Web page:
There’s a lot of debate about “the magic number” – the term used to describe how much money you need to save to live a financially comfortable retirement. A quick search reveals wildly different ideas about what your retirement savings should look like when you finally stop working. Additionally, you can find free online calculators – most showing little agreement with each other.
Why so much disagreement? Because making plans for the future depends on a lot of unknown variables. You don’t know how long you’ll be able to work, how well the world’s investment markets will perform, which life events might happen to you or how long you will live. Any calculation is an educated guess at best.
What is possible, however, is to operate under some rules that make assumptions. For instance, you could assume that you’ll have a steady income until age 65.
That’s exactly what drives many of the leading theories.
Understanding Replacement Rate
Academic studies of retirement saving often throw around the term replacement rate. Simply, it’s the percentage of your salary that you’ll receive in retirement benefits after you stop working. If you made $100,000 a year when you were employed and receive $38,000 a year in retirement payments, your replacement rate is 38%. (Needless to say, this figure is much too low for most people.)
How Much Do You Need to Save?
Now that you understand replacement rate, let’s look at some new research. The Center for Retirement Research at Boston College looked at what various types of people have to save to achieve a replacement rate of around 70%. That's the overall amount people need to retire at comfortable level, according to the study's authors, Alicia H. Munnell (the center's director) and her associates Anthony Webb and Wenliang Hou. The figures varied depending on whether the person was replacing an income that was low (80% replacement rate needed), middle (71%) or high (67%).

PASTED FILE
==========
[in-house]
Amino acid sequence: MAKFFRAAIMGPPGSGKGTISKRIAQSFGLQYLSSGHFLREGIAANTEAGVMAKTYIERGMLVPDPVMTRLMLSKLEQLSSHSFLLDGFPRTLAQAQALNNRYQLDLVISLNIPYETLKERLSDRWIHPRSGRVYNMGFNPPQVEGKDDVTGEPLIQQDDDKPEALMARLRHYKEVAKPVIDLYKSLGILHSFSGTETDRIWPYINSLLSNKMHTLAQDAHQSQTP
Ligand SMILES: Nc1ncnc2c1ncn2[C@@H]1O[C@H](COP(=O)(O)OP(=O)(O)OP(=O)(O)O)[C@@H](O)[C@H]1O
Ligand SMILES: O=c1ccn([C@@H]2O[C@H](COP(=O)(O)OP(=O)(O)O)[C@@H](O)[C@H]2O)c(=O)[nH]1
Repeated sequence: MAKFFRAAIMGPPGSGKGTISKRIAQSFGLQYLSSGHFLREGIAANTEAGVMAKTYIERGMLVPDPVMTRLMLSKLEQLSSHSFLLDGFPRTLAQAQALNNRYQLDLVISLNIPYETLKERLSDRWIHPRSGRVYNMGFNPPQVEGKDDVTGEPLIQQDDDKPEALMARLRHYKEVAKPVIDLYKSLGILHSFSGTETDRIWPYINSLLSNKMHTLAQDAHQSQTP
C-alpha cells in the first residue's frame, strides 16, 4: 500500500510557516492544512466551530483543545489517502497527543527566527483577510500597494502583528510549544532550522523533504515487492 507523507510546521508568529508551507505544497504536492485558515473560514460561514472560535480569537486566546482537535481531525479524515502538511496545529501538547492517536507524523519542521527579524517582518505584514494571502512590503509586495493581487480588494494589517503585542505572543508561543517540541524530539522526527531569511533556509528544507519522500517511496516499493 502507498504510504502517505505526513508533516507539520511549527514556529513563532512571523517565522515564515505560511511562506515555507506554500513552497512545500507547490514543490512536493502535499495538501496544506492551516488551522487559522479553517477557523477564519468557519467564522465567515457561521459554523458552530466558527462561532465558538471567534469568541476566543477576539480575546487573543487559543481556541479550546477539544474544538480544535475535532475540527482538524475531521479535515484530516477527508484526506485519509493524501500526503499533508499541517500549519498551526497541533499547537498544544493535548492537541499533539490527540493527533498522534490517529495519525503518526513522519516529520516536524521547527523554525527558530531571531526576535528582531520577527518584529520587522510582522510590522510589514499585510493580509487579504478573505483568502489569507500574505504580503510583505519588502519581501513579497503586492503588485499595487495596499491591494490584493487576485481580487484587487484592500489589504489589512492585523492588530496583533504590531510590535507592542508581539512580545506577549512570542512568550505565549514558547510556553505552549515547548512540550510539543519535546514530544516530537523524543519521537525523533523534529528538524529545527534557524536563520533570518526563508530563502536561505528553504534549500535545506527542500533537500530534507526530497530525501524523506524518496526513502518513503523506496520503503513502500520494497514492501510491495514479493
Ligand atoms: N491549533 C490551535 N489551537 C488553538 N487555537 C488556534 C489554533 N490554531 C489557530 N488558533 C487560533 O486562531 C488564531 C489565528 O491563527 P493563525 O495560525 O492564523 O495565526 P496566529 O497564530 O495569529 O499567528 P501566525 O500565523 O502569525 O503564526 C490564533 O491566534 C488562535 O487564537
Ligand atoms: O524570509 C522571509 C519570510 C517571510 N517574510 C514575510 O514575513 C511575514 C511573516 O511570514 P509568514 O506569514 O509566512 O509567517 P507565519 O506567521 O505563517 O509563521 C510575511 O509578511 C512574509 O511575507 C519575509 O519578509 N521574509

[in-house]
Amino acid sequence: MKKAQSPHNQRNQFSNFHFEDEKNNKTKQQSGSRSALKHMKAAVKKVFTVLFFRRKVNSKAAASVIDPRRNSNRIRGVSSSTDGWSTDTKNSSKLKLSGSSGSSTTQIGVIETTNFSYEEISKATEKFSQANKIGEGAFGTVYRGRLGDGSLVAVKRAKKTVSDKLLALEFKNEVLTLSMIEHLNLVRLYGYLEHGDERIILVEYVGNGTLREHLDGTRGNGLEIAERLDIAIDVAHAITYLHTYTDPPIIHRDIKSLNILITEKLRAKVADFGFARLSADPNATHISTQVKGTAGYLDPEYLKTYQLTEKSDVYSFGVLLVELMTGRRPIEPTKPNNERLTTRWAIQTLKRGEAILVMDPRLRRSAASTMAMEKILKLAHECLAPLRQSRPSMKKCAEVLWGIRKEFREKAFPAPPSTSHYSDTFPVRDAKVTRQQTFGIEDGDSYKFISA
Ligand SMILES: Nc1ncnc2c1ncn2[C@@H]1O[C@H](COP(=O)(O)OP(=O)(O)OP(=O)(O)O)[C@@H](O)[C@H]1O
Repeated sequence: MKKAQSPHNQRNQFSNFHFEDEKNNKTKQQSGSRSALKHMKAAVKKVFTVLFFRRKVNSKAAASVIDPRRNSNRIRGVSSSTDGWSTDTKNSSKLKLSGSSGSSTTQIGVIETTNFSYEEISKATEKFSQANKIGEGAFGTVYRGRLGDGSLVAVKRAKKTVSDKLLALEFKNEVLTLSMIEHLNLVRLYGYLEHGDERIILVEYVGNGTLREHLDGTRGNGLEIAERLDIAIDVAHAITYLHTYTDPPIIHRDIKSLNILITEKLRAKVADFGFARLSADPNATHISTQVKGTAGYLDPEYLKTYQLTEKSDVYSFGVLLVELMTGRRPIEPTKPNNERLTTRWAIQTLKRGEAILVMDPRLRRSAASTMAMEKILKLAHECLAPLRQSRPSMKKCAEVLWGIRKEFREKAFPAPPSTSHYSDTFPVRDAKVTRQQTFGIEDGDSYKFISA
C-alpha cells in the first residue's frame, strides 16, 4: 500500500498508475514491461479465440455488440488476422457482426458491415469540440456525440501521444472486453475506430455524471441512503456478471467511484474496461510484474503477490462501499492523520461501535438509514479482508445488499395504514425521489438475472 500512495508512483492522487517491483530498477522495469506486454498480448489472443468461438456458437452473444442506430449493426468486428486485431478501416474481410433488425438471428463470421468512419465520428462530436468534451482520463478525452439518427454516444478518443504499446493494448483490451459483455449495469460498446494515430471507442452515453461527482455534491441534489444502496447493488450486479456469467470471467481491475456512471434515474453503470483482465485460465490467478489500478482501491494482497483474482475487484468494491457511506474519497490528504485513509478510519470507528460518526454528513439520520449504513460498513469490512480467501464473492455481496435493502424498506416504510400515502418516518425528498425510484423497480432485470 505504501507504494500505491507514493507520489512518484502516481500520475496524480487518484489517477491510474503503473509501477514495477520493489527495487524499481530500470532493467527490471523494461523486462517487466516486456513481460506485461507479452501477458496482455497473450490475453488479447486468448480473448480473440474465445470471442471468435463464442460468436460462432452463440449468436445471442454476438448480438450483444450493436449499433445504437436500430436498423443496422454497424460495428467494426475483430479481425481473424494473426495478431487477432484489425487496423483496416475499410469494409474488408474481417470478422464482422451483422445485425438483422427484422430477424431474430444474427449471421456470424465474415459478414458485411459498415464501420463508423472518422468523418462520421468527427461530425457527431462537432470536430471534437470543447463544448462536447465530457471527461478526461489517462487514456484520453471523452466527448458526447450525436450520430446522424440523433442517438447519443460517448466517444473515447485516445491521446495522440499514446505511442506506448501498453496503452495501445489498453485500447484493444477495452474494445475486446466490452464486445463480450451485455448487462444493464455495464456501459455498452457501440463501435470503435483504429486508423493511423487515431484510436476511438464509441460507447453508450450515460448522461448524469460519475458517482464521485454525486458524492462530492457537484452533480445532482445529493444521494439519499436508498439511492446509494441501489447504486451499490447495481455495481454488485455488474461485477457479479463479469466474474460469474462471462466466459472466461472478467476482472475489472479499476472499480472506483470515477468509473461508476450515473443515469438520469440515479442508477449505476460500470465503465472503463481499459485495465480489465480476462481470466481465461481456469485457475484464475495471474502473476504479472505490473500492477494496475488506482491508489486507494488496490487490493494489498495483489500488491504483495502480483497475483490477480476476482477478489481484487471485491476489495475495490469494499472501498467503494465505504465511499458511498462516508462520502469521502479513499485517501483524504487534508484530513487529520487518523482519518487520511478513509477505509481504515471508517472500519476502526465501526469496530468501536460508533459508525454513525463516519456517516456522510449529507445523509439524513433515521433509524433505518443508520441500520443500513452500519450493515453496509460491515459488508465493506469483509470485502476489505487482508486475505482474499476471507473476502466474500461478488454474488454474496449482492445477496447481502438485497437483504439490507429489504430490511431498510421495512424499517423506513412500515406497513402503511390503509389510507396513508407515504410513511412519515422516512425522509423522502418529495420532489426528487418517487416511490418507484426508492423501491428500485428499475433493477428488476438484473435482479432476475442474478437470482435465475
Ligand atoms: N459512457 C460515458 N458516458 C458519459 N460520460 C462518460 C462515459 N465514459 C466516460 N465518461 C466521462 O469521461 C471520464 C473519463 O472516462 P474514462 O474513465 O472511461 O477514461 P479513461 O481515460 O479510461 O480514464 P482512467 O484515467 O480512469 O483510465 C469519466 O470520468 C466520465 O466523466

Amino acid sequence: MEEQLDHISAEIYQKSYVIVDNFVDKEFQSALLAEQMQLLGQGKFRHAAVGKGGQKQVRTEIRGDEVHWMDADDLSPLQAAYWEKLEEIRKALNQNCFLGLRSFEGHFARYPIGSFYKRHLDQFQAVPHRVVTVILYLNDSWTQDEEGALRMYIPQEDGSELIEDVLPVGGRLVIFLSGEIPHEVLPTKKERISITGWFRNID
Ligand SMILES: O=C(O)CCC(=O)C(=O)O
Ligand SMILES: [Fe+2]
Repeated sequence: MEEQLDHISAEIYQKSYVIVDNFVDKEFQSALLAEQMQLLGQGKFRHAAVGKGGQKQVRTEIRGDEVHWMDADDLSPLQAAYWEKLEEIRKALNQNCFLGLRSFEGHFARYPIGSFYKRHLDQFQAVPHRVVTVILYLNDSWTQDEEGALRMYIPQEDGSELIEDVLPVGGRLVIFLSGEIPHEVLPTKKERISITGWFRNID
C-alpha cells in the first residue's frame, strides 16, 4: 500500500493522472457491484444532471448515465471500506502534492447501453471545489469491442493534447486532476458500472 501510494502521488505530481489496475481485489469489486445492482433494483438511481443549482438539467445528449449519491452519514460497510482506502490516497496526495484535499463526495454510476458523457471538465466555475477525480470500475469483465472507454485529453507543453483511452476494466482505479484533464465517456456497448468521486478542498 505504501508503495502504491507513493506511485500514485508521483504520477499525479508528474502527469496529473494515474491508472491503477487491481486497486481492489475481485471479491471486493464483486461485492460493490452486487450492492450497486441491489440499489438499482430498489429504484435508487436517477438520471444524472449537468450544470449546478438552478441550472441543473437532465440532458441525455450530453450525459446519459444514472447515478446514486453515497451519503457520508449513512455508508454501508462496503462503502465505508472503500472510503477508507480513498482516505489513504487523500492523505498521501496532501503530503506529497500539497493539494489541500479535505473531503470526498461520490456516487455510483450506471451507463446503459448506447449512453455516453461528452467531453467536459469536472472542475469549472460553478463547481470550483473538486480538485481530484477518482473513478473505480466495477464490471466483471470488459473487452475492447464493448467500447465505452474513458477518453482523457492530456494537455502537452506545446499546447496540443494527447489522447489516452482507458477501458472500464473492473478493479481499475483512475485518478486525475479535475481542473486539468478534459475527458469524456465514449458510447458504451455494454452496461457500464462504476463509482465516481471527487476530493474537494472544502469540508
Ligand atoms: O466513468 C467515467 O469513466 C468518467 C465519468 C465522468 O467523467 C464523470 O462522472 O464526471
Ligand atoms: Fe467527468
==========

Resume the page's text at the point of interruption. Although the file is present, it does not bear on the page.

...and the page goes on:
They found that individuals earning the average wage would have to save 15% of their earnings every year to meet a 70% replacement rate at age 65. The biggest factor in the calculations was age – when you started saving and when you ended. Start saving at 25 and you only need to earmark 10% of your annual salary to retire at 65; if you wait until 70, you'd have to save only 4% annually.
The numbers are much worse for those who start late. If you waited until age 45 to start saving, you would need to put aside an unrealistic 27% of your salary for retirement. This would pretty much force you to work until age 70 so you could save a more realistic 10% annually.
In another study, Wade D. Pfau, CFA, professor of retirement income at The American College, found that historical data over nearly the past century indicate that a person would have to save 16.62% of salary to retire 30 years after beginning the savings plan with enough money to fund a replacement rate of 50% from his or her "accumulated wealth." (Unlike the Boston College researchers, Pfau didn’t include Social Security income or "any other income sources" in his 50% calculation. Adding in Social Security and, say, pension income would move the replacement rate significantly higher.)